From the production duo that brought us the Anansi Riddim EP (see reggaemusic.org.uk 25th July) this free download is the fourth release from Unit 137. ‘Vibe’ is a ‘ReDub’ of the original garage track previously issued on Black Butter records. This time round, featuring Zico on vocals, it’s a slow-burning dubbier reworking, resolving itself along the way into a melancholy reggae treatment of the rhythm, before fading out into its final instrumental conclusion. Released August 2012, you can look and listen here:
Hot on the heels of the single release of ‘Got Your Money’/’Wet Dream’ (see reggaemusic.org.uk 5th August) here is the full realisation of Prince Fatty’s latest fantasy which is apparently inspired by sources including ‘Kung Fu, vintage public service announcements and dub’. As well as both tracks from the single, there are another eight assertive tunes to be found here, featuring, amongst others, Horseman, Hollie Cook, Dennis Alcapone and legendary Pioneers member, George Dekker. The album opens with ‘King Fu Battle ina Brixton’, an alarming prospect indeed for any London commuter, with the distinctive vocal contribution of Horseman leading the way and a curious guitar solo straight out of some unspecified previous decade. Next up is the classic ‘Ali Baba’. Some fainthearts might understandably be nervous of tackling this afresh, but this is a fine version. Beginning and ending with an announcement in received BBC pronunciation from another time, possibly another planet, ‘Ali Baba’ finds Winston Francis and the ever reliable Dennis Alcapone making themselves known atop a sharp dubbed-up rhythm track. ‘For Me You Are’, with Hollie Cook and Horseman, will be familiar to those who have already heard Hollie Cook’s excellent debut album and its Prince Fatty dub version (see reggaemusic.org.uk 29th April). It remains a particularly strong track with its definitive Fatty dub rhythm unrelenting throughout – Hollie Cook and Horseman’s treatment of the sparkly disco-era ‘And the Beat Goes On’ is also revisited here. ‘Go Find a Fool’, featuring Winston Francis, is treated with the respect it deserves and what a pleasing sound, its dub fading to an old-school conclusion of forlorn love. By contrast, ‘Barbarina’ offers fast-paced dub in a vintage style with Dennis Alcapone again prominent in the mix. ‘Prince Fatty Versus the Drunken Gambler’ is a vital and at times amusing album that generally refuses to behave itself. In fact, it could almost be described as a mix of Kung Fu, vintage public service announcements and dub…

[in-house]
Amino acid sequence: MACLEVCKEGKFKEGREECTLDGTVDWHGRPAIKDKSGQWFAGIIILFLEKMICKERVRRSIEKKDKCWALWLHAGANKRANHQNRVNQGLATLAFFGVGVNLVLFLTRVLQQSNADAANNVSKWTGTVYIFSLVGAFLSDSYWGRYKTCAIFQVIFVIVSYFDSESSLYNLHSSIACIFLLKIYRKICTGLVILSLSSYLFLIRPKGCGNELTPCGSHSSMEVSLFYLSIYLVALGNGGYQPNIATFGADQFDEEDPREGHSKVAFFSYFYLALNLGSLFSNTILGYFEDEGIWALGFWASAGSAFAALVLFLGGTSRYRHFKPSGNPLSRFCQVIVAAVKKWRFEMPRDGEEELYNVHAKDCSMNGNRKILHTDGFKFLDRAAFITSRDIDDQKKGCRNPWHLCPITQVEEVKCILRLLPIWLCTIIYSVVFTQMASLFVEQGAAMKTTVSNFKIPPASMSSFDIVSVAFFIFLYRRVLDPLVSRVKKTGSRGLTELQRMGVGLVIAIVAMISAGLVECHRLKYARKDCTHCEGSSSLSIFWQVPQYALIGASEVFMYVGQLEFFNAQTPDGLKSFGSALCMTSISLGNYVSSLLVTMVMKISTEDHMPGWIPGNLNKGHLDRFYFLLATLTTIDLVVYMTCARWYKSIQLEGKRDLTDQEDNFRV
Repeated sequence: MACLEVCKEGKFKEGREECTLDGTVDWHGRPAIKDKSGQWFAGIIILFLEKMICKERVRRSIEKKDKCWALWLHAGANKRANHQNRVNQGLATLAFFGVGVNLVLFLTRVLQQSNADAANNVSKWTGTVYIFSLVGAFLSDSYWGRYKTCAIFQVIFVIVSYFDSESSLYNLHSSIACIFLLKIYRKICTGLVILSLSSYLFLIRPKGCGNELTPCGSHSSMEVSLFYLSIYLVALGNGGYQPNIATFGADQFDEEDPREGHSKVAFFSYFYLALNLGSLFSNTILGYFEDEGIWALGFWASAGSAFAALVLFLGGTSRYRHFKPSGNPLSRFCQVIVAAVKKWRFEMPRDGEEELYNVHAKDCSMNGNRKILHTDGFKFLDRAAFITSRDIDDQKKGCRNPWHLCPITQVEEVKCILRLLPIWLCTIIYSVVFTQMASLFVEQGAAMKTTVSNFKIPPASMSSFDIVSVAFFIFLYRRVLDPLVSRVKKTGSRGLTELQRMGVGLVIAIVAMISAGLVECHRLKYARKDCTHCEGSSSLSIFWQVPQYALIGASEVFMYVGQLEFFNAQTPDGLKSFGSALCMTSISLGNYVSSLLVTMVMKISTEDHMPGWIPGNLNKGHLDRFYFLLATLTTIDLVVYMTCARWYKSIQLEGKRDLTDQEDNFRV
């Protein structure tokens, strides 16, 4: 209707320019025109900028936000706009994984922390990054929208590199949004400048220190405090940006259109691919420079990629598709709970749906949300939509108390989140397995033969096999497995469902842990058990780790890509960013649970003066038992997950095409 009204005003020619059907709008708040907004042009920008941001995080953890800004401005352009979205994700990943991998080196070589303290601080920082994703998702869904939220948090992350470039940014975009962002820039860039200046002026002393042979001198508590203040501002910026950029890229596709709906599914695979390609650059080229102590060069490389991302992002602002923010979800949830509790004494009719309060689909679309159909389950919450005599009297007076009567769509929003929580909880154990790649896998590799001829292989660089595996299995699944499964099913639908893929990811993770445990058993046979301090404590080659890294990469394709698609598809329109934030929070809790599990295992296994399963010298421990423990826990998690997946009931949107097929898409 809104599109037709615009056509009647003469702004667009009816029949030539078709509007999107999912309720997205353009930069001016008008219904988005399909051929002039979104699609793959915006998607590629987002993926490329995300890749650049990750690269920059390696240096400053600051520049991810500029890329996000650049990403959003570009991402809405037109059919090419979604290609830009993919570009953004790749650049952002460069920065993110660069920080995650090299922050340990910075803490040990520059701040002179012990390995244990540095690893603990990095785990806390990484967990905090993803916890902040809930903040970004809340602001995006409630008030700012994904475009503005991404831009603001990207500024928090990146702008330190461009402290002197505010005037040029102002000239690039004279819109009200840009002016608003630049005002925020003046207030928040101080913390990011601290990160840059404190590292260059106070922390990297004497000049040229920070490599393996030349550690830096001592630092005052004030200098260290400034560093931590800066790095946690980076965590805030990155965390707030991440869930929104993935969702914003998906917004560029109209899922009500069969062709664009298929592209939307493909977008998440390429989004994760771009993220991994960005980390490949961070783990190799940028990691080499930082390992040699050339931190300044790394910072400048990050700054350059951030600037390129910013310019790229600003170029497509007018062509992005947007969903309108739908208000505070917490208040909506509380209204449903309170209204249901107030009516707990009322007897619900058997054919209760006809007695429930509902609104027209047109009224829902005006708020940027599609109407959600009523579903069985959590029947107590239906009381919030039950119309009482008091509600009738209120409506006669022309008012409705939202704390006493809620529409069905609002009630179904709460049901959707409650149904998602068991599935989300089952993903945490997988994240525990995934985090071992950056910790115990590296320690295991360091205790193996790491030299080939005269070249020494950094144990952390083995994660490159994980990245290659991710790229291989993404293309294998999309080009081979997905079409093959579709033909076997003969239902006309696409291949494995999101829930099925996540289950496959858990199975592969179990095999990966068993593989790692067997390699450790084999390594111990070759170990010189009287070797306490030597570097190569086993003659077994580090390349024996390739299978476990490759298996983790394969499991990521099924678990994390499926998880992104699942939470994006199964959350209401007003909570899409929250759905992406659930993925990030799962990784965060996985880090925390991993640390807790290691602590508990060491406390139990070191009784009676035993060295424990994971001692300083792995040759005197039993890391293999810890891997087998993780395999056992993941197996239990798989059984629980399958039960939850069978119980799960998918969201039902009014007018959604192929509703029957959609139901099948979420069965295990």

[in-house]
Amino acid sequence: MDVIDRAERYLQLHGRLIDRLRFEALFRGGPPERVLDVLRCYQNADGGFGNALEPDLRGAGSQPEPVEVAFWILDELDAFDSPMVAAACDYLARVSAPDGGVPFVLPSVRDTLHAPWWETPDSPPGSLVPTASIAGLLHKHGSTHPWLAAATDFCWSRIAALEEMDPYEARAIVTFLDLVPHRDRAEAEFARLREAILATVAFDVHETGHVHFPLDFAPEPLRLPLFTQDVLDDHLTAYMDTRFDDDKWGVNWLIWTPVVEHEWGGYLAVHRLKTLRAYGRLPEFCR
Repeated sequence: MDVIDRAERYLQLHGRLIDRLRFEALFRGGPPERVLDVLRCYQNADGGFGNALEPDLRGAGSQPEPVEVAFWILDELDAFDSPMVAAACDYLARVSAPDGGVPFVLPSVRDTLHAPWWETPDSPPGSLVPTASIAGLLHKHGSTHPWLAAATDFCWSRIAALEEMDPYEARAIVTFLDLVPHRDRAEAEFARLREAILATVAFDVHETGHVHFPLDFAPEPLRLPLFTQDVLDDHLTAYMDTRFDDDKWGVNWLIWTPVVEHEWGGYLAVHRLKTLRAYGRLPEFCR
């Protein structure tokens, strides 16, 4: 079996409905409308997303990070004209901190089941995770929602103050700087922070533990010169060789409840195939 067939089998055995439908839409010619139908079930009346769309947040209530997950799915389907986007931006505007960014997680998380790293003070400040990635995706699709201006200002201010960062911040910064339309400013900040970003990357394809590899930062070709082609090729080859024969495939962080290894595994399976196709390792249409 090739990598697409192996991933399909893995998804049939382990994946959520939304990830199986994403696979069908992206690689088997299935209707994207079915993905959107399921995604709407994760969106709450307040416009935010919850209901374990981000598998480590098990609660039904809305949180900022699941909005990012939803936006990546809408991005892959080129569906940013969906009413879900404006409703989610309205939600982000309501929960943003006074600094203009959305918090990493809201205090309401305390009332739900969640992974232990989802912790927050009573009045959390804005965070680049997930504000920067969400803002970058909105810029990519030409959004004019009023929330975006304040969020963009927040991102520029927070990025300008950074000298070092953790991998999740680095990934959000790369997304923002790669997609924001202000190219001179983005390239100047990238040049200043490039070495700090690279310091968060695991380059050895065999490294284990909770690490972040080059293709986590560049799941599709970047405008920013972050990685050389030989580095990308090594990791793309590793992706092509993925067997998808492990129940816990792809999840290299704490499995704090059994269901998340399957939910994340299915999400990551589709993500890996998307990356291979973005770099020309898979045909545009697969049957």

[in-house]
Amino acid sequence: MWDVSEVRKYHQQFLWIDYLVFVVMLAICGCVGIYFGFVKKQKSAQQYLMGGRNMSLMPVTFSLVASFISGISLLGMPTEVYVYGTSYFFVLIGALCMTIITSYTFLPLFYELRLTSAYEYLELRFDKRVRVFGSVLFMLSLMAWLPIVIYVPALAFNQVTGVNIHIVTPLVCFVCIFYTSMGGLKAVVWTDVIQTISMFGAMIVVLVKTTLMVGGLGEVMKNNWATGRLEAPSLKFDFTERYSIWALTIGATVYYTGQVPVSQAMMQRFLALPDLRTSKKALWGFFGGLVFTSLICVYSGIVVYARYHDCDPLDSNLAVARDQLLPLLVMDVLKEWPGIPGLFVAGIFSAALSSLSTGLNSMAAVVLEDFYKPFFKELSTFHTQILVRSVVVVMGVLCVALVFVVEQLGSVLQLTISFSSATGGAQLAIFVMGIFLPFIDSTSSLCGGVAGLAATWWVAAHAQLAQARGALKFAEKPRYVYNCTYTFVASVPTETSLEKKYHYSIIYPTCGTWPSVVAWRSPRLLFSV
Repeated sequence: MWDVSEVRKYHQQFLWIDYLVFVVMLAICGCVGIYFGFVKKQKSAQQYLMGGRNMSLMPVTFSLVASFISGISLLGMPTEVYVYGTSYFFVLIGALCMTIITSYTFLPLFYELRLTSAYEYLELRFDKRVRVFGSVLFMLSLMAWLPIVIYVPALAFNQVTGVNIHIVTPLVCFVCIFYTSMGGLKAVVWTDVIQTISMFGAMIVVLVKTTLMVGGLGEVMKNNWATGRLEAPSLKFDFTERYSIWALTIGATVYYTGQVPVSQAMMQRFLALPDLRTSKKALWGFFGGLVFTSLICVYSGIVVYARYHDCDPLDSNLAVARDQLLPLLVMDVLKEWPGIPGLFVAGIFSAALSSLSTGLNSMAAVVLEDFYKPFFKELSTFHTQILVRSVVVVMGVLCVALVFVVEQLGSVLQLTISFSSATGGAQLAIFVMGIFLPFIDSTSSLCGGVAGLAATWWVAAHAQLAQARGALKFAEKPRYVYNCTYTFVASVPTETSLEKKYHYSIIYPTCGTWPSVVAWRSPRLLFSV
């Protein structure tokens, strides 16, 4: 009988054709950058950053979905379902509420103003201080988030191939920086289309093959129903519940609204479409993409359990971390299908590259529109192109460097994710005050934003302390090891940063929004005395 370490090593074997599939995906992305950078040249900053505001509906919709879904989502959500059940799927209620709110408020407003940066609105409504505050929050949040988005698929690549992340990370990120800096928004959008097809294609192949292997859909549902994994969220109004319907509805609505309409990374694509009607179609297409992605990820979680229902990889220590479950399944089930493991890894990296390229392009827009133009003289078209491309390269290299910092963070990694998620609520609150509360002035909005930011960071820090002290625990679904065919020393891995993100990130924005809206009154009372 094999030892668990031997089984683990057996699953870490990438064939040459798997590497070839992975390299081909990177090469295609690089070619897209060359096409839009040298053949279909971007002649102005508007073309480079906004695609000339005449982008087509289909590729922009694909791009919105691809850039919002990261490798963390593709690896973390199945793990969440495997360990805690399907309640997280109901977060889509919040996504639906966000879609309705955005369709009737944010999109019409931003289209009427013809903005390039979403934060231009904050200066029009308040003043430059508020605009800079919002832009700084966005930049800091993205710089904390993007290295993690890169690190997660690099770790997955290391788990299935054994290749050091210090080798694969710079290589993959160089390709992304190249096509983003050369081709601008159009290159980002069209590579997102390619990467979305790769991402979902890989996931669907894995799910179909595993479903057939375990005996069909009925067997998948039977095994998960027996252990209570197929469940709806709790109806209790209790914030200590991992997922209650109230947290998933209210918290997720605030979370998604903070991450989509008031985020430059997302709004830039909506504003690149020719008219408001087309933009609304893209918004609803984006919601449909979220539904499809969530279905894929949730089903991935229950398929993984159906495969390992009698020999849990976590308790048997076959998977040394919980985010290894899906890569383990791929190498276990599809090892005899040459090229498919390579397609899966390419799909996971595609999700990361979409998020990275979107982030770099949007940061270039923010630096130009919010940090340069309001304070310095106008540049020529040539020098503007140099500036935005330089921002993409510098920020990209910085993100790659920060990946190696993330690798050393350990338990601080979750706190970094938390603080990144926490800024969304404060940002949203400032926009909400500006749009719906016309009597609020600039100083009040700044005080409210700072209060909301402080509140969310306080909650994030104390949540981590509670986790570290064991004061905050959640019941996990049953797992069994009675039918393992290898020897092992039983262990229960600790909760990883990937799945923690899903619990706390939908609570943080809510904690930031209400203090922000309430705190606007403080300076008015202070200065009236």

Prince Fatty Versus the Drunken Gambler, Mr Bongo label, release 17th September 2012